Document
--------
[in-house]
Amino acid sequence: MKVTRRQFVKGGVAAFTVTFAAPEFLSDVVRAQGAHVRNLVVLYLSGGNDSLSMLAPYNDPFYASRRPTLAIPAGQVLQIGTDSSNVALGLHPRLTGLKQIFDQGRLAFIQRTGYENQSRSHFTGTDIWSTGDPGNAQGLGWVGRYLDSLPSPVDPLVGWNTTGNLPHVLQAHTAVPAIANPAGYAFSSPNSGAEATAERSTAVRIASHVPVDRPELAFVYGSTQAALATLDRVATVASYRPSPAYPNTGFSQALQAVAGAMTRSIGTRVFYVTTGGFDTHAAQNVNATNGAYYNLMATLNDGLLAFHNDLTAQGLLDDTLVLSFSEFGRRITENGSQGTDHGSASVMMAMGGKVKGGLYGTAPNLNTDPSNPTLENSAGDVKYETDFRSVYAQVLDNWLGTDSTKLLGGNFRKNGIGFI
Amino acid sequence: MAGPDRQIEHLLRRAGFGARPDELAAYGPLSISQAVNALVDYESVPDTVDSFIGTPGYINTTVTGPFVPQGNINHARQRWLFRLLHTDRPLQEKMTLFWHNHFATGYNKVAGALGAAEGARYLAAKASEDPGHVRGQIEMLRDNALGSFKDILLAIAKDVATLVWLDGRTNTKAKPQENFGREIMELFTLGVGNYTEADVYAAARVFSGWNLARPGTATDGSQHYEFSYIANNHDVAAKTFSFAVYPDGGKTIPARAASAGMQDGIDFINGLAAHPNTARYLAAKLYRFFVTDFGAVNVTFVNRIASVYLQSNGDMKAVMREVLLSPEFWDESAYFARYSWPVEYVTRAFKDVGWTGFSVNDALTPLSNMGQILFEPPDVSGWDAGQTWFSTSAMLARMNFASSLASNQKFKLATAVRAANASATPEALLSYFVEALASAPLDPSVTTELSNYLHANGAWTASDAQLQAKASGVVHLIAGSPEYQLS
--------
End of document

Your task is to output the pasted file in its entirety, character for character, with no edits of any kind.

[in-house]
Amino acid sequence: MKVTRRQFVKGGVAAFTVTFAAPEFLSDVVRAQGAHVRNLVVLYLSGGNDSLSMLAPYNDPFYASRRPTLAIPAGQVLQIGTDSSNVALGLHPRLTGLKQIFDQGRLAFIQRTGYENQSRSHFTGTDIWSTGDPGNAQGLGWVGRYLDSLPSPVDPLVGWNTTGNLPHVLQAHTAVPAIANPAGYAFSSPNSGAEATAERSTAVRIASHVPVDRPELAFVYGSTQAALATLDRVATVASYRPSPAYPNTGFSQALQAVAGAMTRSIGTRVFYVTTGGFDTHAAQNVNATNGAYYNLMATLNDGLLAFHNDLTAQGLLDDTLVLSFSEFGRRITENGSQGTDHGSASVMMAMGGKVKGGLYGTAPNLNTDPSNPTLENSAGDVKYETDFRSVYAQVLDNWLGTDSTKLLGGNFRKNGIGFI
Amino acid sequence: MAGPDRQIEHLLRRAGFGARPDELAAYGPLSISQAVNALVDYESVPDTVDSFIGTPGYINTTVTGPFVPQGNINHARQRWLFRLLHTDRPLQEKMTLFWHNHFATGYNKVAGALGAAEGARYLAAKASEDPGHVRGQIEMLRDNALGSFKDILLAIAKDVATLVWLDGRTNTKAKPQENFGREIMELFTLGVGNYTEADVYAAARVFSGWNLARPGTATDGSQHYEFSYIANNHDVAAKTFSFAVYPDGGKTIPARAASAGMQDGIDFINGLAAHPNTARYLAAKLYRFFVTDFGAVNVTFVNRIASVYLQSNGDMKAVMREVLLSPEFWDESAYFARYSWPVEYVTRAFKDVGWTGFSVNDALTPLSNMGQILFEPPDVSGWDAGQTWFSTSAMLARMNFASSLASNQKFKLATAVRAANASATPEALLSYFVEALASAPLDPSVTTELSNYLHANGAWTASDAQLQAKASGVVHLIAGSPEYQLS